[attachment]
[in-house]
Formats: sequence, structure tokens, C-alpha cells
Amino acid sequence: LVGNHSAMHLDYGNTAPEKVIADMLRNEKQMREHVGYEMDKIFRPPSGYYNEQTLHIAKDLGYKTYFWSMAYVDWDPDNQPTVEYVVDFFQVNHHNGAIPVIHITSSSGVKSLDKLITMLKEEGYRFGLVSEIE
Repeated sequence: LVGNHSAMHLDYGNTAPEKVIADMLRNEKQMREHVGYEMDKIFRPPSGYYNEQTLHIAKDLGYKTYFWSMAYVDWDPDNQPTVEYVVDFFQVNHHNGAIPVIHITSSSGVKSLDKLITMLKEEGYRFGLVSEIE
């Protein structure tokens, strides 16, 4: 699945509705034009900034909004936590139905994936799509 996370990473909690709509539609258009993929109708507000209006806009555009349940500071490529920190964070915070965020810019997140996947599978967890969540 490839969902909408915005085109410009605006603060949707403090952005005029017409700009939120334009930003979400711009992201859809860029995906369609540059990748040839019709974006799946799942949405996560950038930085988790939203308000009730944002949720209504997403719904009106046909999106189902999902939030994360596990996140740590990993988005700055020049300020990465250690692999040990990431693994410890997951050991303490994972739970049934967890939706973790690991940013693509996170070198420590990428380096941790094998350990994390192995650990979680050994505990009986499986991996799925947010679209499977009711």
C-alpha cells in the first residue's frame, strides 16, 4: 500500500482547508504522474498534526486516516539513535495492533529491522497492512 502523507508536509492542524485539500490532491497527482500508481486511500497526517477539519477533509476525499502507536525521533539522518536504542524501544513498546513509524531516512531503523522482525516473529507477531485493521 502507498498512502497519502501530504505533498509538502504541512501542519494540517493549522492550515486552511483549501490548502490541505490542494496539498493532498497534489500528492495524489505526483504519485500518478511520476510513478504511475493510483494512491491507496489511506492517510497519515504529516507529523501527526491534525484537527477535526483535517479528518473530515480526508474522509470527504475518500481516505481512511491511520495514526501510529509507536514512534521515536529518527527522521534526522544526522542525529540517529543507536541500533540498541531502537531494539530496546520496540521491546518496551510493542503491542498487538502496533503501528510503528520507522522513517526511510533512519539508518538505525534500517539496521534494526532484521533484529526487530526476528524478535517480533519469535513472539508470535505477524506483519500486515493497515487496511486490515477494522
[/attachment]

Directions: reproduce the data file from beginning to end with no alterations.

[in-house]
Formats: sequence, structure tokens, C-alpha cells
Amino acid sequence: LVGNHSAMHLDYGNTAPEKVIADMLRNEKQMREHVGYEMDKIFRPPSGYYNEQTLHIAKDLGYKTYFWSMAYVDWDPDNQPTVEYVVDFFQVNHHNGAIPVIHITSSSGVKSLDKLITMLKEEGYRFGLVSEIE
Repeated sequence: LVGNHSAMHLDYGNTAPEKVIADMLRNEKQMREHVGYEMDKIFRPPSGYYNEQTLHIAKDLGYKTYFWSMAYVDWDPDNQPTVEYVVDFFQVNHHNGAIPVIHITSSSGVKSLDKLITMLKEEGYRFGLVSEIE
């Protein structure tokens, strides 16, 4: 699945509705034009900034909004936590139905994936799509 996370990473909690709509539609258009993929109708507000209006806009555009349940500071490529920190964070915070965020810019997140996947599978967890969540 490839969902909408915005085109410009605006603060949707403090952005005029017409700009939120334009930003979400711009992201859809860029995906369609540059990748040839019709974006799946799942949405996560950038930085988790939203308000009730944002949720209504997403719904009106046909999106189902999902939030994360596990996140740590990993988005700055020049300020990465250690692999040990990431693994410890997951050991303490994972739970049934967890939706973790690991940013693509996170070198420590990428380096941790094998350990994390192995650990979680050994505990009986499986991996799925947010679209499977009711």
C-alpha cells in the first residue's frame, strides 16, 4: 500500500482547508504522474498534526486516516539513535495492533529491522497492512 502523507508536509492542524485539500490532491497527482500508481486511500497526517477539519477533509476525499502507536525521533539522518536504542524501544513498546513509524531516512531503523522482525516473529507477531485493521 502507498498512502497519502501530504505533498509538502504541512501542519494540517493549522492550515486552511483549501490548502490541505490542494496539498493532498497534489500528492495524489505526483504519485500518478511520476510513478504511475493510483494512491491507496489511506492517510497519515504529516507529523501527526491534525484537527477535526483535517479528518473530515480526508474522509470527504475518500481516505481512511491511520495514526501510529509507536514512534521515536529518527527522521534526522544526522542525529540517529543507536541500533540498541531502537531494539530496546520496540521491546518496551510493542503491542498487538502496533503501528510503528520507522522513517526511510533512519539508518538505525534500517539496521534494526532484521533484529526487530526476528524478535517480533519469535513472539508470535505477524506483519500486515493497515487496511486490515477494522